This document by UNICEF provides information on how teachers can talk to children about coronavirus. Read more here: https://www.unicef.org/coronavirus/covid-19#COVID-19-explainers.
This a summary of an analytical study that can be found on the United States Agency for International Development (USAID) website at this URL. Governmental engagement with citizens on issues that affect their daily lives can be critical for addressing development challenges across sectors. Yet distrust of government and/or the international community and their motives can hamper development efforts. The field of social and behaviour change communication (SBCC) holds lessons for actors seeking to address these challenges. By presenting many of the frequently-used practices from the SBCC field, this study aims to inform and strengthen USAID’s work in Africa across sectors such as health, food security, conflict, economic growth, education, and the environment.
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Can the stories people tell influence the way they see the world? This book seeks to address that question through a study of the viability of movie making as a critical pedagogy activity. Positioned at the intersection of education and communication for social change, it explores the relationship between the generation of subjective knowledge through storytelling and analysis, and systemic change.
Central to the book is a case study from Nepal. By using video as the action element and analytical material of coursework, youth participants generated a new critical awareness, engendered by themes arising from group discussion. Through the analysis of these themes participants initiated an emergence known as conscientization. Led by two critical educators, participants used the production, screening, and analysis of their own movies to propel the course, or praxis, forward.
This book seeks to inform the practice of critical pedagogy both practically and theoretically, and also offers a contribution to the fields of participatory action-research and communication for social change.
Author: Grady Walker is a Postdoctoral Researcher at the Walker Institute, University of Reading, UK, and a member of IAMCR.
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SPIDER is an independent centre focusing on the digitalisation of international development. It brings together actors in development to promote human centered technology for the achievement of Sustainable Development Goals (SDGs). By combining practical work and applied research, SPIDER contributes to empirical knowledge on ICT for Development (ICT4D).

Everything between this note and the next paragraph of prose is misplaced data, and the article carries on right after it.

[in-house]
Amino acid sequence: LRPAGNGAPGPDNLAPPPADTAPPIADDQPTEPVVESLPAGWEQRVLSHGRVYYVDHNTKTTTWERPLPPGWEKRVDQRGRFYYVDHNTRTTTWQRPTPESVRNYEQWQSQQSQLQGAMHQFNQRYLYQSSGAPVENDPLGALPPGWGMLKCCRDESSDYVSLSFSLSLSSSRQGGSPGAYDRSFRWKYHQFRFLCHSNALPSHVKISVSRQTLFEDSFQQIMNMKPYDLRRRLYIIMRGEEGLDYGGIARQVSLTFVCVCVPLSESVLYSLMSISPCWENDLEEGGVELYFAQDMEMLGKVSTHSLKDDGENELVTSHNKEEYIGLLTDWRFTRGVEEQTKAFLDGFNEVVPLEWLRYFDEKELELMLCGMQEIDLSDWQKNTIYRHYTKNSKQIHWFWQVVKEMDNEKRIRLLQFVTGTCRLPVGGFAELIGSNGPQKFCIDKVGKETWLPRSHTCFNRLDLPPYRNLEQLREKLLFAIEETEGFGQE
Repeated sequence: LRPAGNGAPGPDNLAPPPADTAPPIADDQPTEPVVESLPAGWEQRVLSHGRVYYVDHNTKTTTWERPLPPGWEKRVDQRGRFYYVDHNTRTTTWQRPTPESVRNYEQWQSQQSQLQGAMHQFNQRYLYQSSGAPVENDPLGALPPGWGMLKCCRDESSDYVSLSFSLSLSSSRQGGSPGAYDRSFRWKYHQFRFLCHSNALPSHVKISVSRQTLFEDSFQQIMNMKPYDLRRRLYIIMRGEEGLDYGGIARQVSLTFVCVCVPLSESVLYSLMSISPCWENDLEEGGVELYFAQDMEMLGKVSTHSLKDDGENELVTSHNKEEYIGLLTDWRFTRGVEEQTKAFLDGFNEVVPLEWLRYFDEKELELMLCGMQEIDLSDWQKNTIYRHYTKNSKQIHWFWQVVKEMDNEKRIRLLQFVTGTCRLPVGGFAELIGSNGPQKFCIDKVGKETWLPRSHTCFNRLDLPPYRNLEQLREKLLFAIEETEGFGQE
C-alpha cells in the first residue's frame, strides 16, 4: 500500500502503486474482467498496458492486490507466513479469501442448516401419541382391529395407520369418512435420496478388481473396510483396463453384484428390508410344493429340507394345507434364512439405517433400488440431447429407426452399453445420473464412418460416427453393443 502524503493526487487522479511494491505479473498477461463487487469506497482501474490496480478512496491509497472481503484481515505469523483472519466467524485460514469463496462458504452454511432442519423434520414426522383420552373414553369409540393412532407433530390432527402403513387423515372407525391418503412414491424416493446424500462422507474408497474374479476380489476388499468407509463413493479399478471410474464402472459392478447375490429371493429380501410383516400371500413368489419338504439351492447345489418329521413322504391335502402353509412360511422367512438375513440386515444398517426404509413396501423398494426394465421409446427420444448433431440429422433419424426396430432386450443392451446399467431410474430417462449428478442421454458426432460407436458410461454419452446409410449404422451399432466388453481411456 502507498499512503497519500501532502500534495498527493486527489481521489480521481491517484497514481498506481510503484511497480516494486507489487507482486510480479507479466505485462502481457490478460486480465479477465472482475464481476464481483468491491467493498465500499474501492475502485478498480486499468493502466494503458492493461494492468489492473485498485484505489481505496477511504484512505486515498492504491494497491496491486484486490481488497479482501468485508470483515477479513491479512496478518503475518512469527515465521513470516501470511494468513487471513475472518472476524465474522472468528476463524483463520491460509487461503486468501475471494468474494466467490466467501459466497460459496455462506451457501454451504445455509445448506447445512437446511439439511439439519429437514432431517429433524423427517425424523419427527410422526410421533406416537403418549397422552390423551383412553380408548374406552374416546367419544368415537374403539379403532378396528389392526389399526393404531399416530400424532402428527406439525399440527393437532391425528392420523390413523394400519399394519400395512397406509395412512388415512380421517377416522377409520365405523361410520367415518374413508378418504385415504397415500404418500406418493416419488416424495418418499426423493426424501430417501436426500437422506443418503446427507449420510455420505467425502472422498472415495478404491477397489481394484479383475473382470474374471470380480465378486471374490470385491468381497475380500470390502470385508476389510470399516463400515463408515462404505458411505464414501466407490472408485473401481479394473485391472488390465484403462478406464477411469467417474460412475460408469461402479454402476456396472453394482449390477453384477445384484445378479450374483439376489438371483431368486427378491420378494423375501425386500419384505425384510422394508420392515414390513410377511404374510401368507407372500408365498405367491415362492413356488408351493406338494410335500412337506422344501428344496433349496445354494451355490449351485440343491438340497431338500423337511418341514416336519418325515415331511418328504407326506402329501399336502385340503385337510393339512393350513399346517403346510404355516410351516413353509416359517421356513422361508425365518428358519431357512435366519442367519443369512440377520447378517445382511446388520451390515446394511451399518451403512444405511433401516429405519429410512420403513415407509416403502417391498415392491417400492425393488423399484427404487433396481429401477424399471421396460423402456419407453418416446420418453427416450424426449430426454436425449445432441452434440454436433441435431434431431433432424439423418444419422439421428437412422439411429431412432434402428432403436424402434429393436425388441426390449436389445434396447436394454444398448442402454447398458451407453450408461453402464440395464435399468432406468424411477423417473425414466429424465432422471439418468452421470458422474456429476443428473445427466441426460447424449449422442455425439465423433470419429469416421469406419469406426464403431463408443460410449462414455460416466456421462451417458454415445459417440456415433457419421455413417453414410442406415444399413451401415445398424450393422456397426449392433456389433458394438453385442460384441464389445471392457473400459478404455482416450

Since November 2017, Mbarara University of Science and Technology (MUST) with funding from Spider has been implementing an e-learning project that incorporates use of information and communication technology (ICT) into the teaching and learning of mathematics and basic health education in Nakivale refugee camp.
Both teachers and students perceived the platform to be useful in terms of improving performance by enabling access to learning materials they wouldn’t otherwise have access to, especially multimedia tutorials in video and audio formats.
Currently the e-learning platform is in use after introductory teacher trainings. The challenges that remain untackled include the lack of pedagogy skills for teachers, limited access to internet, modern library and sufficient computer resources, the overwhelming number of learners in classrooms, and students’ negative attitudes about mathematics and science. The project support and efforts towards overcoming the highlighted challenges is ongoing. An evaluation study will present the findings of the project interventions.
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